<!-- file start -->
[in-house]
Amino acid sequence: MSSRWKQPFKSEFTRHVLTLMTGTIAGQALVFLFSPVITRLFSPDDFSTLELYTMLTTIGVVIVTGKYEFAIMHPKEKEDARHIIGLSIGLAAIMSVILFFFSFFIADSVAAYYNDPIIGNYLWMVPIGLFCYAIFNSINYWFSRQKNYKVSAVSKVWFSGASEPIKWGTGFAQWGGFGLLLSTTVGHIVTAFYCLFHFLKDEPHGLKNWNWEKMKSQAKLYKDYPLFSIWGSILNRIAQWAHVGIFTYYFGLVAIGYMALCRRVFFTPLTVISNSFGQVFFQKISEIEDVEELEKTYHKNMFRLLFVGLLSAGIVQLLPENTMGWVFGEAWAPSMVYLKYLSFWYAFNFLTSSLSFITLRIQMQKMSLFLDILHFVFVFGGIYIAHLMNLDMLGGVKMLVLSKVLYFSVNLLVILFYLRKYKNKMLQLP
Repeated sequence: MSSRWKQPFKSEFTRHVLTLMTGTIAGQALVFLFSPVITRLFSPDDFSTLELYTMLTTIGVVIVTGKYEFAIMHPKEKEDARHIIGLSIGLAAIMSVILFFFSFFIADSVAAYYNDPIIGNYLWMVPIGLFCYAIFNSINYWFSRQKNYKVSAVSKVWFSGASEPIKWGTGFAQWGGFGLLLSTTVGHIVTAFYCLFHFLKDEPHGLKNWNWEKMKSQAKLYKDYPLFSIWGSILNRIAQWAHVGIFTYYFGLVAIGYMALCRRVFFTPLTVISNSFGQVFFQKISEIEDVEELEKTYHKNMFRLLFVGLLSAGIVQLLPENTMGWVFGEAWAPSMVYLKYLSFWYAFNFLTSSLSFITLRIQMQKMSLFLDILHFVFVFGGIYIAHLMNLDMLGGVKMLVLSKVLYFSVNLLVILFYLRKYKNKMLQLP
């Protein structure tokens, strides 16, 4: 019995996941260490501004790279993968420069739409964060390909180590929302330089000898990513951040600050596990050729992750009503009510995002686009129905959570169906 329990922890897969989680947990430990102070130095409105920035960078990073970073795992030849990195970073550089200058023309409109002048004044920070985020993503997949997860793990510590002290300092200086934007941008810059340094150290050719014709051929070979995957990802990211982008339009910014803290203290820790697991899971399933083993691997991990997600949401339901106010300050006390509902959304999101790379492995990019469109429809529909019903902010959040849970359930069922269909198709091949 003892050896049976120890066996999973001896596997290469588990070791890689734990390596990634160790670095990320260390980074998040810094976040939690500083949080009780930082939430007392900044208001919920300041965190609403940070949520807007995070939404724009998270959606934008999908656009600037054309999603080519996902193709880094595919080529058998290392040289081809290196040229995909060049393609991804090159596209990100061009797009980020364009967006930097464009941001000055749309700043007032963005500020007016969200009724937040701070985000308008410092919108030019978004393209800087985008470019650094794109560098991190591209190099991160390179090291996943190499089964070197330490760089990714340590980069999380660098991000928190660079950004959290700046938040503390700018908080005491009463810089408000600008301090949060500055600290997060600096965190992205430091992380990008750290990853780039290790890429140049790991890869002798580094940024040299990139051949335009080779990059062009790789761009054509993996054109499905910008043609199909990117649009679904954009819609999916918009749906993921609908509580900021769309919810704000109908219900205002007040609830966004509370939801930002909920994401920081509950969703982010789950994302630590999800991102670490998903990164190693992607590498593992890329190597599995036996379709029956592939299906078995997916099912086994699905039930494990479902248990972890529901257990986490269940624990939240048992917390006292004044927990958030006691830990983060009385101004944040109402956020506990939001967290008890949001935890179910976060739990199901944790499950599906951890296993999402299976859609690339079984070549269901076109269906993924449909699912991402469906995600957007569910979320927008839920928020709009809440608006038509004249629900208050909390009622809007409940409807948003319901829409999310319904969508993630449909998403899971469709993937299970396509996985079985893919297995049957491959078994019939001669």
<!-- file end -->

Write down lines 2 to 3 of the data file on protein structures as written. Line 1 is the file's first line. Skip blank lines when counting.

Amino acid sequence: MSSRWKQPFKSEFTRHVLTLMTGTIAGQALVFLFSPVITRLFSPDDFSTLELYTMLTTIGVVIVTGKYEFAIMHPKEKEDARHIIGLSIGLAAIMSVILFFFSFFIADSVAAYYNDPIIGNYLWMVPIGLFCYAIFNSINYWFSRQKNYKVSAVSKVWFSGASEPIKWGTGFAQWGGFGLLLSTTVGHIVTAFYCLFHFLKDEPHGLKNWNWEKMKSQAKLYKDYPLFSIWGSILNRIAQWAHVGIFTYYFGLVAIGYMALCRRVFFTPLTVISNSFGQVFFQKISEIEDVEELEKTYHKNMFRLLFVGLLSAGIVQLLPENTMGWVFGEAWAPSMVYLKYLSFWYAFNFLTSSLSFITLRIQMQKMSLFLDILHFVFVFGGIYIAHLMNLDMLGGVKMLVLSKVLYFSVNLLVILFYLRKYKNKMLQLP
Repeated sequence: MSSRWKQPFKSEFTRHVLTLMTGTIAGQALVFLFSPVITRLFSPDDFSTLELYTMLTTIGVVIVTGKYEFAIMHPKEKEDARHIIGLSIGLAAIMSVILFFFSFFIADSVAAYYNDPIIGNYLWMVPIGLFCYAIFNSINYWFSRQKNYKVSAVSKVWFSGASEPIKWGTGFAQWGGFGLLLSTTVGHIVTAFYCLFHFLKDEPHGLKNWNWEKMKSQAKLYKDYPLFSIWGSILNRIAQWAHVGIFTYYFGLVAIGYMALCRRVFFTPLTVISNSFGQVFFQKISEIEDVEELEKTYHKNMFRLLFVGLLSAGIVQLLPENTMGWVFGEAWAPSMVYLKYLSFWYAFNFLTSSLSFITLRIQMQKMSLFLDILHFVFVFGGIYIAHLMNLDMLGGVKMLVLSKVLYFSVNLLVILFYLRKYKNKMLQLP